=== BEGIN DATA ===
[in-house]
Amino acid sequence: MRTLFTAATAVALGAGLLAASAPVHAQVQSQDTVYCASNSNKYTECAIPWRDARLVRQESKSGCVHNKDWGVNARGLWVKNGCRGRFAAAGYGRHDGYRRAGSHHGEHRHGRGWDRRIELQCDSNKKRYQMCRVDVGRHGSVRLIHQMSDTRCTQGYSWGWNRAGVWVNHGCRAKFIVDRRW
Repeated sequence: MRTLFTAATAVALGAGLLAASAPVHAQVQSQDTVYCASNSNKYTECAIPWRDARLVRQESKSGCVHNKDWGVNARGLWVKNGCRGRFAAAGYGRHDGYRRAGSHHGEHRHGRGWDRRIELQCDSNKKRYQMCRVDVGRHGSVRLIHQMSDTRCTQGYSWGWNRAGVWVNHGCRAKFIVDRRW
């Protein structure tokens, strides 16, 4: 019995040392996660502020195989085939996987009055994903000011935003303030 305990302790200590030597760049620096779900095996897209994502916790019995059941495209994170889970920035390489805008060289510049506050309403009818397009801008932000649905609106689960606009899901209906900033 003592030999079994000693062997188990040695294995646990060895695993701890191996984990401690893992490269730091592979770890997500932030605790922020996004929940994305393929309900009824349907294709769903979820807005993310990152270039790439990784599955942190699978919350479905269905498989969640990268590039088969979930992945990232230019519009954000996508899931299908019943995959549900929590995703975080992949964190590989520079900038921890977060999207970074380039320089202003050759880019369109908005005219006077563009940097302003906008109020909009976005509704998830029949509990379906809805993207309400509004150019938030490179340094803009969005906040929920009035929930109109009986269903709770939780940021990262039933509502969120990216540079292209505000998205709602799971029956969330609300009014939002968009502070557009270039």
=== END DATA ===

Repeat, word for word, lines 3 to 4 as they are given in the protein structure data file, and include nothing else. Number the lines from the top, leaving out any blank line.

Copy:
Repeated sequence: MRTLFTAATAVALGAGLLAASAPVHAQVQSQDTVYCASNSNKYTECAIPWRDARLVRQESKSGCVHNKDWGVNARGLWVKNGCRGRFAAAGYGRHDGYRRAGSHHGEHRHGRGWDRRIELQCDSNKKRYQMCRVDVGRHGSVRLIHQMSDTRCTQGYSWGWNRAGVWVNHGCRAKFIVDRRW
């Protein structure tokens, strides 16, 4: 019995040392996660502020195989085939996987009055994903000011935003303030 305990302790200590030597760049620096779900095996897209994502916790019995059941495209994170889970920035390489805008060289510049506050309403009818397009801008932000649905609106689960606009899901209906900033 003592030999079994000693062997188990040695294995646990060895695993701890191996984990401690893992490269730091592979770890997500932030605790922020996004929940994305393929309900009824349907294709769903979820807005993310990152270039790439990784599955942190699978919350479905269905498989969640990268590039088969979930992945990232230019519009954000996508899931299908019943995959549900929590995703975080992949964190590989520079900038921890977060999207970074380039320089202003050759880019369109908005005219006077563009940097302003906008109020909009976005509704998830029949509990379906809805993207309400509004150019938030490179340094803009969005906040929920009035929930109109009986269903709770939780940021990262039933509502969120990216540079292209505000998205709602799971029956969330609300009014939002968009502070557009270039």